Last week I wrote that the blackmouths being caught at the Spit’s fishing lagoon were fairly small tipping the scales at around 5 to 9 pounds with a few 13-plus wannabe porkers hitting the shore.
Well, there has been a notable upgrade in the brawny finned beast category.
The Hole’s mayor, Tom, reported from his summer home on a Dollar Store throne that he nailed a 27-pound hog a couple of days after the summary hit the stands. He has witnesses, by the way, who swear he didn’t pull on the critter’s tail while assessing its heft on a hand-held scale.
Several other fishermen that I came across at the cleaning tables were processing some lagoon honkers that weighed in at 18 to 22 pounds before major surgery.
They had been fishing the tide change-outs and flipping scented eggs 3 feet below bobbers into the calmer waters on the edge of the flow, both inside and outside the lagoon.
It certainly looks as though some significant meat has started to arrive but there’s still a copious number of jacks to steal your bait and drive you nuts. Don’t forget, if you keep the little dudes (they’re delicious), they count toward your daily limit of two kings.
Seriously folks, things are much better this season compared to the last go around when the action was so slow you would have had more luck mooching humpy heads in an overheated Jacuzzi.
Note: Several chinook were caught slumming with the pollock off the end of the spit and were terminated, much to their mortification, by a couple of gents firing red bell Vibrax and silver bladed, orange Yakima Flash Glos. Ya never know…
It’s time now to take a look at the fishing report for the week of June 11 – June 17.
The Ninilchik River will re-open June 16 to fishing for all species. This includes king salmon but only hatchery kings may be retained. Ninilchik River has bag and possession limits and fishing gear restrictions in effect now. Check out the corresponding emergency orders in the last part of this report.
There are a nice number of kings in the Ninilchik River, both hatchery and wild. Check for the absence of the adipose fin before removing any fish from the water or you may be writing one.
You’ll also find that there are also a respectable number of hatchery kings under 20 inches (jacks) in the Ninilchik. Smaller spinners will get them riled up.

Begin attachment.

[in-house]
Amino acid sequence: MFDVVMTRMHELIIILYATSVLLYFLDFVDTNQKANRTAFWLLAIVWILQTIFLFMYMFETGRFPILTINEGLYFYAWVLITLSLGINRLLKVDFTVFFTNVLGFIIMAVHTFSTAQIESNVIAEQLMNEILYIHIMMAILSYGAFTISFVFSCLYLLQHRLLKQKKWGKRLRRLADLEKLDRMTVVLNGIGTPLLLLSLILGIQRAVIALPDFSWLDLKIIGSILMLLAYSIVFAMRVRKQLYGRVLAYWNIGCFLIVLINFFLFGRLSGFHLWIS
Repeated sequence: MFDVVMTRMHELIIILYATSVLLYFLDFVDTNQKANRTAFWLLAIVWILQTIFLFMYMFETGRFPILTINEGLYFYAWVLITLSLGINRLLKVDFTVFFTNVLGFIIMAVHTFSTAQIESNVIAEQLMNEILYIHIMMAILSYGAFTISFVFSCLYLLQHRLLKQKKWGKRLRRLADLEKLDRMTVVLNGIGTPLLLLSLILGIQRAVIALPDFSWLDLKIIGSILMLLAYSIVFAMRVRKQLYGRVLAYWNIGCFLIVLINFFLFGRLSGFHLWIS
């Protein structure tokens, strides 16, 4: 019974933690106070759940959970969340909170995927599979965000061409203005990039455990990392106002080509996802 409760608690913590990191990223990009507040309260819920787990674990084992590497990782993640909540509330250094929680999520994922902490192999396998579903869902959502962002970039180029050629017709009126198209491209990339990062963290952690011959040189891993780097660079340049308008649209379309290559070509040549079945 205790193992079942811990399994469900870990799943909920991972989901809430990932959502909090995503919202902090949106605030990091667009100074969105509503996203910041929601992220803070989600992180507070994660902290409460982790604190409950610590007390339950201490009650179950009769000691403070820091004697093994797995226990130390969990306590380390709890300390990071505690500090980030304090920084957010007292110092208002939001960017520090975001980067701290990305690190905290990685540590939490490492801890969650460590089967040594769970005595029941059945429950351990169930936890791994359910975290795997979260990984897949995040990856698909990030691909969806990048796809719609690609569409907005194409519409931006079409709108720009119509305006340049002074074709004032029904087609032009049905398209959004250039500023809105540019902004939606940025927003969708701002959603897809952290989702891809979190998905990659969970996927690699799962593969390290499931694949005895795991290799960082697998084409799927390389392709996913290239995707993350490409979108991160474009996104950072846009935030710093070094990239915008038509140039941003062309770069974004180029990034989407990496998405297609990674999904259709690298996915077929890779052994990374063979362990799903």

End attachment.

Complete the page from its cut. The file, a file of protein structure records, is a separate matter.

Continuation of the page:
Fly fishing with large streamers, spin-fishing and jigs have been working well on the grownups.
Halibut fishing has been consistent in offshore locations in Cook Inlet and outer Kachemak Bay.
Areas closer to shore and in more protected water can produce good fishing but may require more patience to ferret out where the flats are lurking.
Herring on a circle hook remains a killer bait, but sometimes it helps to have a variety of lures and scents in the water if the ’buts are being persnickety.
There are additional and bigger blackmouths poking around in the Nick Dudiak Fishing Lagoon and Seldovia. Fishing can be good at any time, but near the top of the tide and early mornings are the most popular. Incoming and outgoing tide waters are the most productive.
Along with sporadic reports of good fishing in the area, chinook hunting in Kachemak Bay was generally slow over the last week. Most fish caught were feeder kings.
Trolling a wide variety of presentations can be effective, but a herring or lure behind a cool flasher is the most popular. Use a downrigger, diver, or banana weight to get your lure to where you hope the fish are. Don’t forget to look for feeding sea birds. They are pounding the same bait fish from above that the salmon are slamming from below.
The next clamming tides are June 16 – June 18.
Razor clams can be found on beaches along the west side of Cook Inlet and can be accessed by boat or plane. Popular razor clam beaches include the Polly Creek beach, Crescent River Bar, and Chinitna Bay. Boaters are advised to use caution before traveling across the Cook Inlet because of strong tidal currents and variable weather conditions.
Littleneck and butter clams can be found in a variety of habitats from Jakolof Bay to Bear Cove. Try exploring new beaches for success. Typically, littleneck clams are found shallower in the substrate, up to 8 inches deep.
Nick can be reached at firstname.lastname@example.org when he isn’t busy trying to track down the guys with the scented eggs to find out if their lure is infused with something like krill oil and just a swipe of Old Spice.